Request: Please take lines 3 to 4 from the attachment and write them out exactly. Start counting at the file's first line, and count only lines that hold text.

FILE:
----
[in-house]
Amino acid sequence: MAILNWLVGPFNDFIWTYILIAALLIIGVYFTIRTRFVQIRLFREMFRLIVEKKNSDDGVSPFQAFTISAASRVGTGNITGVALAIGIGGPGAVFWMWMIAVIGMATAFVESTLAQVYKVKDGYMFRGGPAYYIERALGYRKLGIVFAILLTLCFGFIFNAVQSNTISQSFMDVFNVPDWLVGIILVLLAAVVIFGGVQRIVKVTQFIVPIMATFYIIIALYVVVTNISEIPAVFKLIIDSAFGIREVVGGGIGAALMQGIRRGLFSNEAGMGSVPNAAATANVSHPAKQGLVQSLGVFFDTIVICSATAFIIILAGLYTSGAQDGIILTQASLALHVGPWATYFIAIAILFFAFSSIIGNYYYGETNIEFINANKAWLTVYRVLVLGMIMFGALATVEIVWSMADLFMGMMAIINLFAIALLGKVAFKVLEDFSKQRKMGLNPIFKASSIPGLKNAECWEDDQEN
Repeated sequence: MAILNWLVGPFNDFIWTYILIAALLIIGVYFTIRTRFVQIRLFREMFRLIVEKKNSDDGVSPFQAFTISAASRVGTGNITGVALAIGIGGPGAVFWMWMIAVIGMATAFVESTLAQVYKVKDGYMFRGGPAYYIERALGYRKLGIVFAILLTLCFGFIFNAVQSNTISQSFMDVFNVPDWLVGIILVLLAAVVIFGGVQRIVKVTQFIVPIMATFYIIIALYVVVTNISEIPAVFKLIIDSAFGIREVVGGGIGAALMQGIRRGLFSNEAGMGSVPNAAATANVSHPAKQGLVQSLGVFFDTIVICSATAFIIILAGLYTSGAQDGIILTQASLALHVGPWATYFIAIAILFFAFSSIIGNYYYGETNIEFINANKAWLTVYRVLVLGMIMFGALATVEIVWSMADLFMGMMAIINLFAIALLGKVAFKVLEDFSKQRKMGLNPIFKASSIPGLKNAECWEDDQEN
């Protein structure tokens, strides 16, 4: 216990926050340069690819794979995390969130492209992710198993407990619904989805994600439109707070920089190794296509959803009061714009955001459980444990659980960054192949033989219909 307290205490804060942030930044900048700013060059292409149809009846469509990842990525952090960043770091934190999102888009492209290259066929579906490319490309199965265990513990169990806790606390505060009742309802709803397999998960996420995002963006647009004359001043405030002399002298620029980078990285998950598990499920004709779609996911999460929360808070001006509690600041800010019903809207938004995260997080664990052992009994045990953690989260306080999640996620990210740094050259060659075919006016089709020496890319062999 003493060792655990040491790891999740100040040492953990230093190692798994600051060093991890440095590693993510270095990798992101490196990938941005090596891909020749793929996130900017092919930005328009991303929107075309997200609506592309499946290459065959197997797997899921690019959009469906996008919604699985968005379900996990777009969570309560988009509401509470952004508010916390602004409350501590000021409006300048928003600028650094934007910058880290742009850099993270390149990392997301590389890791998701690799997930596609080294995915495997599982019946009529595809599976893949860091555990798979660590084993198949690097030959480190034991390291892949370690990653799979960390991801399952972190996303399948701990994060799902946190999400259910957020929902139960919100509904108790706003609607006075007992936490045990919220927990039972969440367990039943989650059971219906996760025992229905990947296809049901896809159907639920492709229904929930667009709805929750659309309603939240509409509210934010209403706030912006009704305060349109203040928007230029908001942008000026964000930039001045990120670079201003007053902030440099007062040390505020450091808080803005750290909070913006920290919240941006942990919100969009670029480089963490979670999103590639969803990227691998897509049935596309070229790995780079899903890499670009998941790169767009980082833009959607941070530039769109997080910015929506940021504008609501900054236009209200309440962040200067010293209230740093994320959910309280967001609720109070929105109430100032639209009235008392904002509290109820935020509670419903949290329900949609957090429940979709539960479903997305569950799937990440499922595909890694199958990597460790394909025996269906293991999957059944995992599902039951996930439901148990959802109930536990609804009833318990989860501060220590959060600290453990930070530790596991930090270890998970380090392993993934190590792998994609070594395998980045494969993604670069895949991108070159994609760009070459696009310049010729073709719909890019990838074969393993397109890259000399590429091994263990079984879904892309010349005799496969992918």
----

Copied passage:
Repeated sequence: MAILNWLVGPFNDFIWTYILIAALLIIGVYFTIRTRFVQIRLFREMFRLIVEKKNSDDGVSPFQAFTISAASRVGTGNITGVALAIGIGGPGAVFWMWMIAVIGMATAFVESTLAQVYKVKDGYMFRGGPAYYIERALGYRKLGIVFAILLTLCFGFIFNAVQSNTISQSFMDVFNVPDWLVGIILVLLAAVVIFGGVQRIVKVTQFIVPIMATFYIIIALYVVVTNISEIPAVFKLIIDSAFGIREVVGGGIGAALMQGIRRGLFSNEAGMGSVPNAAATANVSHPAKQGLVQSLGVFFDTIVICSATAFIIILAGLYTSGAQDGIILTQASLALHVGPWATYFIAIAILFFAFSSIIGNYYYGETNIEFINANKAWLTVYRVLVLGMIMFGALATVEIVWSMADLFMGMMAIINLFAIALLGKVAFKVLEDFSKQRKMGLNPIFKASSIPGLKNAECWEDDQEN
């Protein structure tokens, strides 16, 4: 216990926050340069690819794979995390969130492209992710198993407990619904989805994600439109707070920089190794296509959803009061714009955001459980444990659980960054192949033989219909 307290205490804060942030930044900048700013060059292409149809009846469509990842990525952090960043770091934190999102888009492209290259066929579906490319490309199965265990513990169990806790606390505060009742309802709803397999998960996420995002963006647009004359001043405030002399002298620029980078990285998950598990499920004709779609996911999460929360808070001006509690600041800010019903809207938004995260997080664990052992009994045990953690989260306080999640996620990210740094050259060659075919006016089709020496890319062999 003493060792655990040491790891999740100040040492953990230093190692798994600051060093991890440095590693993510270095990798992101490196990938941005090596891909020749793929996130900017092919930005328009991303929107075309997200609506592309499946290459065959197997797997899921690019959009469906996008919604699985968005379900996990777009969570309560988009509401509470952004508010916390602004409350501590000021409006300048928003600028650094934007910058880290742009850099993270390149990392997301590389890791998701690799997930596609080294995915495997599982019946009529595809599976893949860091555990798979660590084993198949690097030959480190034991390291892949370690990653799979960390991801399952972190996303399948701990994060799902946190999400259910957020929902139960919100509904108790706003609607006075007992936490045990919220927990039972969440367990039943989650059971219906996760025992229905990947296809049901896809159907639920492709229904929930667009709805929750659309309603939240509409509210934010209403706030912006009704305060349109203040928007230029908001942008000026964000930039001045990120670079201003007053902030440099007062040390505020450091808080803005750290909070913006920290919240941006942990919100969009670029480089963490979670999103590639969803990227691998897509049935596309070229790995780079899903890499670009998941790169767009980082833009959607941070530039769109997080910015929506940021504008609501900054236009209200309440962040200067010293209230740093994320959910309280967001609720109070929105109430100032639209009235008392904002509290109820935020509670419903949290329900949609957090429940979709539960479903997305569950799937990440499922595909890694199958990597460790394909025996269906293991999957059944995992599902039951996930439901148990959802109930536990609804009833318990989860501060220590959060600290453990930070530790596991930090270890998970380090392993993934190590792998994609070594395998980045494969993604670069895949991108070159994609760009070459696009310049010729073709719909890019990838074969393993397109890259000399590429091994263990079984879904892309010349005799496969992918």